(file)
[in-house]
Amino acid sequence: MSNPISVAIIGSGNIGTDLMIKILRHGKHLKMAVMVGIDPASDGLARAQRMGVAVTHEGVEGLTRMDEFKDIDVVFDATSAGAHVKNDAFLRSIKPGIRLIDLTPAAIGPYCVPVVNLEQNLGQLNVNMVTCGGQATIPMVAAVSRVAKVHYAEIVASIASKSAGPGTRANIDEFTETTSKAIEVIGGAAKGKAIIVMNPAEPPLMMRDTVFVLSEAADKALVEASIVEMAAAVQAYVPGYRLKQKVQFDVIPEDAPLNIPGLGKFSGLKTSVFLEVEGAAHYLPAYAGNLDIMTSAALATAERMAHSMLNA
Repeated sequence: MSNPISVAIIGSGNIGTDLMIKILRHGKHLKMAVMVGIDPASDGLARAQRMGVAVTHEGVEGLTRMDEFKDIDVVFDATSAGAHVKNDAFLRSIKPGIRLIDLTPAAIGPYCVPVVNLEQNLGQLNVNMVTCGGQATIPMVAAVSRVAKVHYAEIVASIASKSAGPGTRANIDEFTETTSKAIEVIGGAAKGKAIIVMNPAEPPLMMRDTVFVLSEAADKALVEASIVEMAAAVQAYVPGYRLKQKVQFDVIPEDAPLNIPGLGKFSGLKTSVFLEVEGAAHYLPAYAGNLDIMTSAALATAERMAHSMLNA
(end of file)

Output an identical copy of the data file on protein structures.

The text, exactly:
[in-house]
Amino acid sequence: MSNPISVAIIGSGNIGTDLMIKILRHGKHLKMAVMVGIDPASDGLARAQRMGVAVTHEGVEGLTRMDEFKDIDVVFDATSAGAHVKNDAFLRSIKPGIRLIDLTPAAIGPYCVPVVNLEQNLGQLNVNMVTCGGQATIPMVAAVSRVAKVHYAEIVASIASKSAGPGTRANIDEFTETTSKAIEVIGGAAKGKAIIVMNPAEPPLMMRDTVFVLSEAADKALVEASIVEMAAAVQAYVPGYRLKQKVQFDVIPEDAPLNIPGLGKFSGLKTSVFLEVEGAAHYLPAYAGNLDIMTSAALATAERMAHSMLNA
Repeated sequence: MSNPISVAIIGSGNIGTDLMIKILRHGKHLKMAVMVGIDPASDGLARAQRMGVAVTHEGVEGLTRMDEFKDIDVVFDATSAGAHVKNDAFLRSIKPGIRLIDLTPAAIGPYCVPVVNLEQNLGQLNVNMVTCGGQATIPMVAAVSRVAKVHYAEIVASIASKSAGPGTRANIDEFTETTSKAIEVIGGAAKGKAIIVMNPAEPPLMMRDTVFVLSEAADKALVEASIVEMAAAVQAYVPGYRLKQKVQFDVIPEDAPLNIPGLGKFSGLKTSVFLEVEGAAHYLPAYAGNLDIMTSAALATAERMAHSMLNA